Can a marathon runner from Kansas City train like a Kenyan?
Here are some tips for that cultural transition:
- Do extra slow warm ups
- Do extra slow cool downs
- Do extra slow recovery runs
Diet and Rest
- Eat local fresh food
- Sleep 10 hours per night
- Nap 1-2 hours per day
- Spend lots of time off-feet
Live Simply with No Distraction
- No TV, internet, cell phones or technology
- Read or go for walks
- De-clutter your mind
Train in Tough Conditions
- Run on soft ground for strength, flexibility and efficiency
- Overdress in extra layers of under clothes, also wear baggy clothes and heavier shoes
- Believe you can win and a break world record
- Don’t limit yourself; dream big
- Don’t complain about life or a workout
- Listen to your body, back off if you are tired or something hurts
- Otherwise work hard, increase intensity or duration to point of exhaustion
- Practice block training: build up for 3-4 months, then completely rest for 2-6 weeks before starting next block
- Train in groups – ‘iron sharpens iron’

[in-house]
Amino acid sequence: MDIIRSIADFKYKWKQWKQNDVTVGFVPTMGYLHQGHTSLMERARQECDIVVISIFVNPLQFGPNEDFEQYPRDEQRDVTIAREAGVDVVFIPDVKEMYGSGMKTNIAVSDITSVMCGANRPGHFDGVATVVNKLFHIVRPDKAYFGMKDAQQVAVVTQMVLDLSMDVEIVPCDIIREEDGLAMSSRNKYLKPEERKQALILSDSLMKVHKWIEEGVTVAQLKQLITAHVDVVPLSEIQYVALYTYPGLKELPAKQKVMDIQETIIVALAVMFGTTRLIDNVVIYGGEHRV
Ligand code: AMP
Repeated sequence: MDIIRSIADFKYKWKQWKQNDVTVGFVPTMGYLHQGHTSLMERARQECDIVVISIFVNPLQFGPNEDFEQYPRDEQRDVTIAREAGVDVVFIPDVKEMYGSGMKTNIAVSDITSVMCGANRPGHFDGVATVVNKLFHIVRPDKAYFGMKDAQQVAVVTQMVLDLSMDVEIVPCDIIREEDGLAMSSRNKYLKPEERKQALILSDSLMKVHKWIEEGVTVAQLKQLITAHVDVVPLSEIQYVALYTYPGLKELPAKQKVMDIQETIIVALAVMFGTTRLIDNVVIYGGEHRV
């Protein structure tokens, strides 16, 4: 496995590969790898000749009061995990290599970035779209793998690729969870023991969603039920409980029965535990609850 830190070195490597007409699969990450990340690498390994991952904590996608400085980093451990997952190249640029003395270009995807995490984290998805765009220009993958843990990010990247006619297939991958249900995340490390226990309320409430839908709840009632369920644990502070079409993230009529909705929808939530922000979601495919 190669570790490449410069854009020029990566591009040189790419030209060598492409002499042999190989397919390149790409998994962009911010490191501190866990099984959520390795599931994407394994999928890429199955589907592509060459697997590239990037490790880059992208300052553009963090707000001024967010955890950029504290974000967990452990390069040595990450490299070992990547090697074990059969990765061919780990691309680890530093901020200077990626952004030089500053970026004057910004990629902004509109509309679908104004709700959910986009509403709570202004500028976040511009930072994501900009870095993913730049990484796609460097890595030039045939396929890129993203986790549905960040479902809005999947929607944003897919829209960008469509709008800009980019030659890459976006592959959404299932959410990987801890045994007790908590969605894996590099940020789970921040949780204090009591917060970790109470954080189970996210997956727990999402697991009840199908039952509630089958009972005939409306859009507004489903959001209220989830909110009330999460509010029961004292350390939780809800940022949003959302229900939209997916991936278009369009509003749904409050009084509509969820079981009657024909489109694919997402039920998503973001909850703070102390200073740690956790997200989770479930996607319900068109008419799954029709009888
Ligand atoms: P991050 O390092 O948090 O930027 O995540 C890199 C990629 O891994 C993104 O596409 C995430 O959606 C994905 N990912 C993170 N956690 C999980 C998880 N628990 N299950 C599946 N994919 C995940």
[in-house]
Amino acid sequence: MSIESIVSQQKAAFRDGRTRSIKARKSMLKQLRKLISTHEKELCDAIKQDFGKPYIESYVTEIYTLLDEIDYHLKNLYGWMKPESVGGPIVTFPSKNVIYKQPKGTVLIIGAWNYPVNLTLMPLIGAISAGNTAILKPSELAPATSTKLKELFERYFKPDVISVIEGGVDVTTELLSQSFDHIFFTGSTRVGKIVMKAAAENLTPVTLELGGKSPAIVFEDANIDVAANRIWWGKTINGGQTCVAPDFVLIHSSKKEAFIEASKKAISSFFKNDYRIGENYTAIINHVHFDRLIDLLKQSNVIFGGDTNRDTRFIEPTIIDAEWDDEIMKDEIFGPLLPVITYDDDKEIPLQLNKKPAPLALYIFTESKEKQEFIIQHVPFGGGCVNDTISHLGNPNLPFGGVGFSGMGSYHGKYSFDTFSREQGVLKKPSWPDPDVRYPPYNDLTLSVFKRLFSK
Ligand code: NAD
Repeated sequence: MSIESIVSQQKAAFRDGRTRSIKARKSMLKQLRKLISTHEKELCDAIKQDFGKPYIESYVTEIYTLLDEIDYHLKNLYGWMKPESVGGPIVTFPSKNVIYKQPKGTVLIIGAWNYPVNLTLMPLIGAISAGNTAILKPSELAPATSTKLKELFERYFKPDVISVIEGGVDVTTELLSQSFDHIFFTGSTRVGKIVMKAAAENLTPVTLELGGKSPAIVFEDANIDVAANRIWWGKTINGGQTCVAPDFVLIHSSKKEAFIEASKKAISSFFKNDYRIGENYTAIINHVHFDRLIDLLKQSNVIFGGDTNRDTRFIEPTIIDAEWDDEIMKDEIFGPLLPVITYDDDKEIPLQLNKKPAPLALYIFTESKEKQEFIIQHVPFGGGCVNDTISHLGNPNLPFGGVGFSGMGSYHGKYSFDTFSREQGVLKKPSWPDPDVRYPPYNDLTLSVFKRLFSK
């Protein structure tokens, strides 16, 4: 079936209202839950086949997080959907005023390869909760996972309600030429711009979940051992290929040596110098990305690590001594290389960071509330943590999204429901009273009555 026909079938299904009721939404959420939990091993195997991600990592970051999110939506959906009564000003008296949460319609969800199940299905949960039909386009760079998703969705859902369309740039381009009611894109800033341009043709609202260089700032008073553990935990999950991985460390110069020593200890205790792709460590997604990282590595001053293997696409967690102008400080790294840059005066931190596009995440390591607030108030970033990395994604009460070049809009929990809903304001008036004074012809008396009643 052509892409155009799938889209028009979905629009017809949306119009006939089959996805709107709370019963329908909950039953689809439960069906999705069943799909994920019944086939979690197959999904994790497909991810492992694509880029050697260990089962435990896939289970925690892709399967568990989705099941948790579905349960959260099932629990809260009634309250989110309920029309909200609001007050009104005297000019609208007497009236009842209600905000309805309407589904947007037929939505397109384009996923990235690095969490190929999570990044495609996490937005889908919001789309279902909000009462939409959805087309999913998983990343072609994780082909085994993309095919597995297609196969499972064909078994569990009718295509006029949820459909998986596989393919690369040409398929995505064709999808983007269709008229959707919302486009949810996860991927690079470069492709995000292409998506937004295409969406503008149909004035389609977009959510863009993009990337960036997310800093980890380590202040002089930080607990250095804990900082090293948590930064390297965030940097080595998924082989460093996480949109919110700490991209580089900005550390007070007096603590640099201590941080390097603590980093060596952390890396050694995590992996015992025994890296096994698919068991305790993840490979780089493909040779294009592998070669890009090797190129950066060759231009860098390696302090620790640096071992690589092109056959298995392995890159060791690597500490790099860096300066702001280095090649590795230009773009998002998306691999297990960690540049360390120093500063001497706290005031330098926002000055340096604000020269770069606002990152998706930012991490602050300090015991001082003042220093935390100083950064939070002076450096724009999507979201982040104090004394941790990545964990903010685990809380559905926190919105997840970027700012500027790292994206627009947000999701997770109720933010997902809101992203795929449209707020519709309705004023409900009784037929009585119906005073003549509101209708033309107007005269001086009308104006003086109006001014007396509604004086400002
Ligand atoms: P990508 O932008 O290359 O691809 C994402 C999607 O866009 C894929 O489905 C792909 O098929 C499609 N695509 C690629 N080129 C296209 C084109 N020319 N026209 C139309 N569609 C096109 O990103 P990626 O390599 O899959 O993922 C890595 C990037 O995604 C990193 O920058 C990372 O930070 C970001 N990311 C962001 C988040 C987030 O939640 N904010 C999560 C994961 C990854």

- Do lots of lower leg drills and stretching with little to no upper body, do some basic core work
- Add uphill running drill with resistance band 1-2 times a week.
- Take Sunday off for studying the Bible, going to church and completely rest
- Run up hills and stride back down
- Do tempo runs: conservative start, pick up pace to finish at fast pace
- Do ‘Fartlek runs’ (Swedish for ‘speed play’) http://runners-resource.com/training/fartlek/
- Do interval workouts, adding repeats
- Do periodic long runs at a progressive marathon pace
- Do two runs per day with a recovery run
Kenyan’s Stance on Shoes
- They go barefoot by necessity, not by choice.
- Those in Kenya will wear ANY pair of shoes without complaining, preferring shoes to going barefoot.
- Those who have run outside Kenya prefer a simple, lightweight trainer given their well-developed feet.
For more details, read: http://www.runnersedgekc.com/pdf/how_to_train_like_the_kenyans.pdf